Principles for Productivity:
Teamwork: Great teamwork and relationships are those in which the negativities of each other are balanced and diminished by interactions with one another.
Passion for Work: The search has to be to find what you love to do. The rest has a tendency to find its own momentum.
Mastery: Master one thing, whatever it may be, and you would move toward unlocking your inner greatness.
Acceptance: Only when we embrace ourselves as we are – with all our failures, all our frustrations, all our mistakes – does our true inner greatness start awakening. Through self-acknowledgement does the power to step out of our old belief systems and weaknesses grow. It is the seed of a fresh, empowered chapter in our lives.
Trust: Talk to your associates and acquaintances like you trust them. You will find a mutual respect growing, leading to feelings and actions of mutual well-being.
Greatness: Greatness means not being carried away by any sense of greatness. The word as I use it implies ‘inner power’ that every being possesses, not being ‘superior’ or ‘greater than’ anybody else.
Friendliness: It’s much easier to be friendly than we think. And friendliness is at the heart of the successful attitude in a rapidly networked world. The next avatar of the Buddha is said to be the ‘Maitreya Buddha’, the Buddha of friendliness. This is symbolic of the need of the hour: to be more friendly in our attitude to others, and within ourselves to feel this friendly vibe. Such an attitude of friendliness is not only spiritually noble, but also very practical as it opens doors and new worlds of possibilities. To be friendly is to truly connect. One wishes the business schools and institutes of higher learning paid attention to this key principle. Ours is a world of connected ‘communities’ and of mutual respect, and within these two aspects the virtue of friendliness pay a core role.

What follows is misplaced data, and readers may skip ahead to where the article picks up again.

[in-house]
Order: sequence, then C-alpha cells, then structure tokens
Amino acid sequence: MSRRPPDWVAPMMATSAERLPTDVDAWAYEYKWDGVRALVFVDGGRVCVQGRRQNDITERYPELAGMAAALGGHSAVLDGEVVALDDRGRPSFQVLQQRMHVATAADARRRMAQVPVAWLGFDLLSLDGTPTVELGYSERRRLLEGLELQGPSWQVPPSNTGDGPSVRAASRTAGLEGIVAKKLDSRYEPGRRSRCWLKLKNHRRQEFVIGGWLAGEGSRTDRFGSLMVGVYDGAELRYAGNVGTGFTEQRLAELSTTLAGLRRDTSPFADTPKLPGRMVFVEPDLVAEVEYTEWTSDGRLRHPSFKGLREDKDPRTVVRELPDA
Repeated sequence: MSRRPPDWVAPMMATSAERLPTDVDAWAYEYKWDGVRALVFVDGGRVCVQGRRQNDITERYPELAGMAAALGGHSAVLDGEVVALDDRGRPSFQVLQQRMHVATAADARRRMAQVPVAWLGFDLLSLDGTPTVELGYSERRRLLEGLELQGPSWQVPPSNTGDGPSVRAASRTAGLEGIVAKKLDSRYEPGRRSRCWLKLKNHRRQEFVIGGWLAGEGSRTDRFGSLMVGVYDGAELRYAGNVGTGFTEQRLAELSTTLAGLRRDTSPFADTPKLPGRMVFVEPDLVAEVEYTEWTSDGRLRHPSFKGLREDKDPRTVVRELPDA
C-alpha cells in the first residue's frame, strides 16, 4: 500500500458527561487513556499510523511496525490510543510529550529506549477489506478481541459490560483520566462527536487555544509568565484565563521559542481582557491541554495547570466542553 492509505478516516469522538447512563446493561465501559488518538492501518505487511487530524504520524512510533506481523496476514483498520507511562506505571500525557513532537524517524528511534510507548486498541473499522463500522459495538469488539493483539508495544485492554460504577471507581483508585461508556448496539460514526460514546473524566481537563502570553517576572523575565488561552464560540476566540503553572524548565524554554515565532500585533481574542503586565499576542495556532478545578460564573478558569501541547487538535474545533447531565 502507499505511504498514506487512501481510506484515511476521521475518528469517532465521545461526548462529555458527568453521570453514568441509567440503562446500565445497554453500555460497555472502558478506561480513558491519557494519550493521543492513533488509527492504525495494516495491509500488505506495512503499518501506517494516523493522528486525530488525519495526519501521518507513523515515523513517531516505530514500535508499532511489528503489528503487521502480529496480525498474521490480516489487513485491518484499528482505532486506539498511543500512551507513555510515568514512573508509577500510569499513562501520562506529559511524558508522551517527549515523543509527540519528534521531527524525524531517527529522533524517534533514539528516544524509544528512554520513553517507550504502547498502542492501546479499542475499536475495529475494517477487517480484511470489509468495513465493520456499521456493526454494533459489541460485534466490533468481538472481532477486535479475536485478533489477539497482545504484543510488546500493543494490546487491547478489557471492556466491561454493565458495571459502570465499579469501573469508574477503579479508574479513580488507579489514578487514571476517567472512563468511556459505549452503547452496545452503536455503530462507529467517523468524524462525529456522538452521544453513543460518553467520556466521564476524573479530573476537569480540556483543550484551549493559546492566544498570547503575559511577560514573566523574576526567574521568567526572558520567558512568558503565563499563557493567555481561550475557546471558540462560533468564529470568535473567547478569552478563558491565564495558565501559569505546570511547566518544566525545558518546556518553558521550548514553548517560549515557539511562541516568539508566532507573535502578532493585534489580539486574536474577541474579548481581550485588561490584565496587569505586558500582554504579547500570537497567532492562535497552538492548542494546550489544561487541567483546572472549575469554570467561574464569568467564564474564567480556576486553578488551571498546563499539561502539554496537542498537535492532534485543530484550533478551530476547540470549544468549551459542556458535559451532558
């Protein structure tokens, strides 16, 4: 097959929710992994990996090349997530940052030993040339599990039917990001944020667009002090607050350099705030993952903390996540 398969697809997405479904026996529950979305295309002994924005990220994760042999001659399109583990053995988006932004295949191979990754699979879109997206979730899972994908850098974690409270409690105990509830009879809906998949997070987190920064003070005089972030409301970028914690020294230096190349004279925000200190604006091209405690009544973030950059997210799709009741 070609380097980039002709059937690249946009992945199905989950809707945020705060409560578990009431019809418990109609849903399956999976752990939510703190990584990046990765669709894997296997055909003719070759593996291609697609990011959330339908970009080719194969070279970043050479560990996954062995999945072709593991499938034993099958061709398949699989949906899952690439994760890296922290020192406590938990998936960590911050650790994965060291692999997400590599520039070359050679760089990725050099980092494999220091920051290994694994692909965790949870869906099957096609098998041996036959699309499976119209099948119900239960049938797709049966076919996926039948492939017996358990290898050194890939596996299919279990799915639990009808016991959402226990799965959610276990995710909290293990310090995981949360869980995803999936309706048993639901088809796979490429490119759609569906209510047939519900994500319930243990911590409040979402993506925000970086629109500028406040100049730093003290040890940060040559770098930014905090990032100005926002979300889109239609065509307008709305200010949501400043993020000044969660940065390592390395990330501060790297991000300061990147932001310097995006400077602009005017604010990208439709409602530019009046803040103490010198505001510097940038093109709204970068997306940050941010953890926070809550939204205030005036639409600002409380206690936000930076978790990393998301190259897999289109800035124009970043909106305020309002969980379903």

Ambassadors: We each are ambassadors of our families, and of all its values over generations. By remembering this, we spontaneously awaken to our better selves, and become more considerate and efficient in our dealings. Remembering our heritage can strengthen us immensely.
Leadership: A leader was always been considered to be a ‘guide’, a conscience of society in ancient India. For leadership to be truly meaningful, leaders must instil this consciousness within themselves: that to be a guide, one also needs to be guided by a sense of selfless dharma.